One of our top female professionals Rachel Hetherington also presented on the day. “Yeah, watch him go,” she said of Smith. “A few good breaks and he could be anything.”

Wind the clock forward six years, and I’m standing behind the first tee box at Augusta, watching Smith preparing to tee off in his first Masters. Still looking very much like a teenager. (BTW, did I tell you? I’ve been to the Masters…!)

But before you stop reading, out of either envy or disgust, the story gets better.

On Friday, due to the conspiring forces of fate and good fortune, I’m walking around the course with Grant Field, Cam Smith’s coach. Field was watching on anxiously as his young charge courageously scrambled his way around the unfamiliar Augusta layout, all along remaining just inside the cut-line.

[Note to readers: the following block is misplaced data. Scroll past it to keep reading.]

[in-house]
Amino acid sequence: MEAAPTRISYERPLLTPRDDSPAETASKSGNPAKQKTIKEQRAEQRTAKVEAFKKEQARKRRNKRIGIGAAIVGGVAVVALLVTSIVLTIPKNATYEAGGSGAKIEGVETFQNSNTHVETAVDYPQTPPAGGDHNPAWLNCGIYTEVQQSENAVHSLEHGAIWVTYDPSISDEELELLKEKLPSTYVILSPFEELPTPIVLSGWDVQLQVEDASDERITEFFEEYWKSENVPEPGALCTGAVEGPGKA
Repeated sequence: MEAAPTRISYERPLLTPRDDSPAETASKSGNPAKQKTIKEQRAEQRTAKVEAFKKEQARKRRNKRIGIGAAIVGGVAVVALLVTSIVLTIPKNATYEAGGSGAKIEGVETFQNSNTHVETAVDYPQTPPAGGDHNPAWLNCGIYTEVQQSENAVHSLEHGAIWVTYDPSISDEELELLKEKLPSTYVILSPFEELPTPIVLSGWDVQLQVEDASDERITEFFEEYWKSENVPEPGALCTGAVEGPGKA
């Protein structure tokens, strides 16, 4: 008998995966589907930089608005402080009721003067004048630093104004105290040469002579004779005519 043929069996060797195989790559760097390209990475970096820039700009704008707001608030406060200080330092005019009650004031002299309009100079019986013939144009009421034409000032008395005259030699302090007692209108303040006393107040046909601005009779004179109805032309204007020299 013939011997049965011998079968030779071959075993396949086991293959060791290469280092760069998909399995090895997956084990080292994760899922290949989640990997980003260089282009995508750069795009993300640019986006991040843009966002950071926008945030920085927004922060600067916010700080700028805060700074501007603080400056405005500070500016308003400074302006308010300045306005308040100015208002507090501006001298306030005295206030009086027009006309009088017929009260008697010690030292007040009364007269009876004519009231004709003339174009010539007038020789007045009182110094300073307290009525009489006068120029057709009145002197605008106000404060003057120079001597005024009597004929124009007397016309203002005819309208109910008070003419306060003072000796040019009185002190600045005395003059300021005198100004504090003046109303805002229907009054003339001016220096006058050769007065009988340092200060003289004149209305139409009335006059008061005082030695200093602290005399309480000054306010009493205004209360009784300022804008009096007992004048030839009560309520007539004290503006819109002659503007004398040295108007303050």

On the difficult 11th hole, Smith pushed his drive well right, his ball coming to rest deep in the towering pines. Dead as a doornail.

“Bloody hell. This is my weekend, right here,” Field joked, doing his best to make light of the potentially dire situation. Post a big number and Smith’s tournament was all but over.

After a long conversation with his caddie, the rookie Australian pulled out a six iron.

“Where’s he’s trying to hit that,“ I asked.

“I can only guess he’s spotted an opening in the canopy of the trees. Must be trying to thread the needle.

“Smart play?”

“Bloody stupid. It’s a punch-out, every day of the year.”

Moments later, there’s a “thwack” in the pine needless, as Smith launches his ball, up, up, up through the pines, hooking it some 45 degrees, over the grandstand behind the 12th tee, landing it safely on the only flat area in front of the green.

A chip and a putt, and Smith walks away with a par – on the hardest hole on the course.